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The parenting seeds we plant will bloom. Hopefully the good will outweigh the not-so-good

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Photo by Julie Schlegel

In my backyard, there is a 3-by-3-foot square of dirt with four bordering wooden planks that serve as a reminder of the playscape that used to be there. For the first 10 years in our house, the kids and their friends would spend hours in the backyard, swinging and sliding and playing in the small fort.

In the summer, they would put a water hose on the slide and go flying down to the mud and grass below. In the winters, they would swing and play for hours. The playscape aged with the children, and with time, it became a safety hazard.

The screws fell off of the ladder. The slide became unstable. The swings were hanging by a rusty nail that threatened to toss them to the ground. With time, the kids began to sit on the deck and read, or listen to music, or play ping-pong instead.

After we had the playscape removed, all that remained were the four wooden planks and the dirt that had been the sandbox.

Last year, my mom brought me back some bluebonnet seeds from her trip to the Texas hill country. In late fall, I spread them out in the dirt of the retired sandbox. Then winter came, and I forgot that I had planted those bluebonnet seeds.

Within the last month, however, a single bluebonnet flower popped up in the middle of the square. The dirt was hard and did not seem conducive to nurturing flowers, but there it was, a single bluebonnet reaching for the sunshine. I pulled the weeds out of the surrounding area, hoping it would survive.

As I thought about the dirt and the seeds and the memories of the playscape, it got me thinking about the parenting seeds we plant on our journeys: the ones that grow, and the ones that don’t grow. Why did only one out of 100 seeds grow? Why did 99 not grow?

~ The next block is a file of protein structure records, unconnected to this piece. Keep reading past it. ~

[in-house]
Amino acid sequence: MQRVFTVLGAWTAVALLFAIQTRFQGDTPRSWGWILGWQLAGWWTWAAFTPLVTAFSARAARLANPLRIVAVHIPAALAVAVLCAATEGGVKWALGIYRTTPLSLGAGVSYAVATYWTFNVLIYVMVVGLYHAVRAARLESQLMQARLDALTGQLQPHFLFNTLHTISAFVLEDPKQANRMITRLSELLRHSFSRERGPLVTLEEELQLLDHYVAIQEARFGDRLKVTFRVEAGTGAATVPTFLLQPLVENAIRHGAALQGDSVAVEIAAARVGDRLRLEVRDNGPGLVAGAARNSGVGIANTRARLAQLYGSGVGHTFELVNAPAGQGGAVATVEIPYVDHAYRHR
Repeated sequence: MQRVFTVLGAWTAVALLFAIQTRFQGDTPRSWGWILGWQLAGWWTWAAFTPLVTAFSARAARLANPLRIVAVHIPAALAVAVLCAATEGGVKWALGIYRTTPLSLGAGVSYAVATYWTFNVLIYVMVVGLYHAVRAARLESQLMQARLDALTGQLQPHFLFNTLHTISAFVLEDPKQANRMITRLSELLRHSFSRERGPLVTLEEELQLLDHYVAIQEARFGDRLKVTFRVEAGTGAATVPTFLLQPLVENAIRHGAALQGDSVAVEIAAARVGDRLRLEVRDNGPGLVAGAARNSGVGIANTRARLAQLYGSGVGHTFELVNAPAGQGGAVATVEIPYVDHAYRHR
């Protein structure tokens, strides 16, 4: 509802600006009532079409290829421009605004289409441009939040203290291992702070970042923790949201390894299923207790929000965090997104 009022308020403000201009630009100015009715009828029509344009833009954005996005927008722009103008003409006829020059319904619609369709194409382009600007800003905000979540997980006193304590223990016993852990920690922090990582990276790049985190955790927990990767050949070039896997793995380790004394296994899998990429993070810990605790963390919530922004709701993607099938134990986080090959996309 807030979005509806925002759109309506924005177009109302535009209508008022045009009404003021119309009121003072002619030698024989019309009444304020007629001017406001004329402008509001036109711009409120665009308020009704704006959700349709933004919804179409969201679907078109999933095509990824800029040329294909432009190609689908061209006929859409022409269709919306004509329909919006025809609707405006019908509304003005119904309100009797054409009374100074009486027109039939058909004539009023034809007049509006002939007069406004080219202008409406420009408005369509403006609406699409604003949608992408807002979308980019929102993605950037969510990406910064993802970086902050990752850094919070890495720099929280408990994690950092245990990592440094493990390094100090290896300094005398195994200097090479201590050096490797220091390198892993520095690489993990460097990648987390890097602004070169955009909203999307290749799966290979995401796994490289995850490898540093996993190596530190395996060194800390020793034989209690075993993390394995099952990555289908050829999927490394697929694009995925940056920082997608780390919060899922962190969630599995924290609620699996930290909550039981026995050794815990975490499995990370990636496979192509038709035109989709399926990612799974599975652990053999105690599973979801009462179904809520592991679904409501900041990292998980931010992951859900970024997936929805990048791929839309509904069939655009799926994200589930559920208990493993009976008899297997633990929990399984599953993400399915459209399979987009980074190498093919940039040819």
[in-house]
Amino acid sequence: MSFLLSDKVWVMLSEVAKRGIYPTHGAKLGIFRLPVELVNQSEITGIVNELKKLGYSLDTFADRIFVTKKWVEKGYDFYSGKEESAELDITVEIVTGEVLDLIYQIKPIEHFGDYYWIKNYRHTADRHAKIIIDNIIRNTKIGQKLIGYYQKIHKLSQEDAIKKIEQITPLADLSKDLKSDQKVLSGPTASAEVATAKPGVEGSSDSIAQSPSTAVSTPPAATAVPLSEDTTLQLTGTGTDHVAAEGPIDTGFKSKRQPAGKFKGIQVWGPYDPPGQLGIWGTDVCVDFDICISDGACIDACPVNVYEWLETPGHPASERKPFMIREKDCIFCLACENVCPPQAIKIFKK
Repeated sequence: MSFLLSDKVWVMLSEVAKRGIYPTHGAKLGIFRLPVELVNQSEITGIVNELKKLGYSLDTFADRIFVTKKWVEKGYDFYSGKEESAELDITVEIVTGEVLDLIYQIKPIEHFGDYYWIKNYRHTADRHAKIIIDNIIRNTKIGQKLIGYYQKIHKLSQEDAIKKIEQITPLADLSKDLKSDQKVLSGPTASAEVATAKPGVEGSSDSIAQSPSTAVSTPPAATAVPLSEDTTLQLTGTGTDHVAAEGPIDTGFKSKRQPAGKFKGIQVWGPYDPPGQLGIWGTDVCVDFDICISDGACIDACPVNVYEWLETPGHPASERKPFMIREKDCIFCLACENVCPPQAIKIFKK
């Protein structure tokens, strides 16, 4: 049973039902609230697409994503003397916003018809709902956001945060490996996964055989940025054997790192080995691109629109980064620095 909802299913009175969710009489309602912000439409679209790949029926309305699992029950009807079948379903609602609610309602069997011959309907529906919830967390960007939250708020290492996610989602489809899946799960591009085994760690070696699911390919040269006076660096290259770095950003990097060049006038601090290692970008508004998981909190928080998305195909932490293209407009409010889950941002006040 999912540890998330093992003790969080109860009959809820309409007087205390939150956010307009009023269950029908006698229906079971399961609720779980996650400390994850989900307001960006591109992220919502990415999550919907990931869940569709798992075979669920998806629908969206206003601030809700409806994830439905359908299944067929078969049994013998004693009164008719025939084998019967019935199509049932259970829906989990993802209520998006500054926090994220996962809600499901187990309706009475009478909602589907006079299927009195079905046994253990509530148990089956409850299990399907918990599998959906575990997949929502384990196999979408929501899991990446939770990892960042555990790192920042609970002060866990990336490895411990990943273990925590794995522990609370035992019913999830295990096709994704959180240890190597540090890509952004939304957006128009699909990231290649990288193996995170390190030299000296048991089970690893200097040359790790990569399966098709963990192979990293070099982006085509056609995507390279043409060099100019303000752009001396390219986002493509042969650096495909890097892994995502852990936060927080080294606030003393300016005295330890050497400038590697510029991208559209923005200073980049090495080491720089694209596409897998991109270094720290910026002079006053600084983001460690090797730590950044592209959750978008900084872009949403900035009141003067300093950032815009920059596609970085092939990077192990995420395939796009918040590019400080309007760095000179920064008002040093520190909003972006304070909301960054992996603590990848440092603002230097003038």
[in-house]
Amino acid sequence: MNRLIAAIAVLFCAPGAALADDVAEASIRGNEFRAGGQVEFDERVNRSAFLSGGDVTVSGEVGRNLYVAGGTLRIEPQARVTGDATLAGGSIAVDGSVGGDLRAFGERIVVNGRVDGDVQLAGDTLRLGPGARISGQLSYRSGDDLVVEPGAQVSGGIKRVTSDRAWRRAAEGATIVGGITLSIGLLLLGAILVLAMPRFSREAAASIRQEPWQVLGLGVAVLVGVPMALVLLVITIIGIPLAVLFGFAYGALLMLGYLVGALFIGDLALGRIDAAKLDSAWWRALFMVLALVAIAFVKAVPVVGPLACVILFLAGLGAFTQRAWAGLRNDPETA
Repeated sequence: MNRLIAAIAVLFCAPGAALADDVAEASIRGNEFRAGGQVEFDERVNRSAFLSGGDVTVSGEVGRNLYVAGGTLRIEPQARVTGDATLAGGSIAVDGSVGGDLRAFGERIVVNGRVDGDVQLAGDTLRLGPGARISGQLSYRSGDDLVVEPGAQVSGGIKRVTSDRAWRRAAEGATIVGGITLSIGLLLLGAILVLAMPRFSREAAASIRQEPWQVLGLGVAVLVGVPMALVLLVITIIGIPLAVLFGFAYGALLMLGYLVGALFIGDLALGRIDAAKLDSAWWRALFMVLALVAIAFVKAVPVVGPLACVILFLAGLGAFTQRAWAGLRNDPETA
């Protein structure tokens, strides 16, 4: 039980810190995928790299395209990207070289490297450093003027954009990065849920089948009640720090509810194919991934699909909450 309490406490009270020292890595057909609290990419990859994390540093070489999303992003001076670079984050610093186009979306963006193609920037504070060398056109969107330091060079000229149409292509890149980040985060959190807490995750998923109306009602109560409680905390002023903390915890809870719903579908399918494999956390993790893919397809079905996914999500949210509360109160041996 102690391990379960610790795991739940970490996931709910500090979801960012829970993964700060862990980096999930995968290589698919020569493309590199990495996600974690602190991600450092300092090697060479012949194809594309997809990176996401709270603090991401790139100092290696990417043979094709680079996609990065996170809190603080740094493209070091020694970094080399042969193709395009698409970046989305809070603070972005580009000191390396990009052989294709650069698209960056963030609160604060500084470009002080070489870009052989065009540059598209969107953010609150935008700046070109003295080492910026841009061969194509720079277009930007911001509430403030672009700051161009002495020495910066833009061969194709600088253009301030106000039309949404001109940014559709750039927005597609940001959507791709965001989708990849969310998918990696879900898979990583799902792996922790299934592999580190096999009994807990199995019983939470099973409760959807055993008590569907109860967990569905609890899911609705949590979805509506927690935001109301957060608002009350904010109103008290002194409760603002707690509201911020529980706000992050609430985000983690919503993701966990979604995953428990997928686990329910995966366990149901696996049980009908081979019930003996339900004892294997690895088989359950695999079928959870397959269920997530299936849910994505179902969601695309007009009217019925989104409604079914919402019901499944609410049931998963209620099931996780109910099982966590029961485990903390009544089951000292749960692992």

Out of 100 seats that I placed on that dirt, only one grew into a flower. Since that time, the single bluebonnet flower has spread, and I am curious to see how many we will eventually have.

That’s much like parenting, isn’t it? When our kids are young, we plant seeds and see which one will take root and grow. In our family, we planted multiple sports seeds — soccer, baseball, swim, volleyball, flag football, track, lacrosse, and dance. And activity seeds — choir, piano, jazz band, guitar, and art.

With my kids, some of the seeds did not come to fruition. But for each child, two or three did take hold, and my children have nourished those activities as they’ve gotten older. Some of the activity and sports seeds bloomed.

We planted seeds of education, curiosity, and critical thinking. Some seeds became not-perfect test grades or despised subject matter, and those died in the dirt. But other seeds held subject matter that made them want to learn more. Teachers helped us water the seeds of knowledge. As the kids get older, the subjects they want to learn about become more clear.

We have tried to plant seeds of kindness, empathy, and understanding. We have tried to plant seeds of knowing what it’s like to be a good friend. Seeds of family and faith and knowing what it’s like to feel loved. We have tried to plant seeds of standing up for what’s right and finding their voices to do good in the world.

Unfortunately, at times, I have also planted seeds of resentment, being too critical, and misunderstanding my children. I have planted seeds of dysfunctional communication when I don’t listen to their needs or force my will on them. I have planted more than 100 seeds of my own bad moods.

I miss the playscape in my backyard. I miss the squeals of laughter and tinny, childlike voices. But, just like the bluebonnets, my children are growing. I see amazing, beautiful things blooming in my daughter and two sons. And, just like the hearty bluebonnet, I hope that goodness and beauty will spread.

My hope is that the negative seeds I’ve planted will die in the dirt. My hope is that the good seeds will outweigh the bad as they venture into adulthood. I sure hope I planted the right things.

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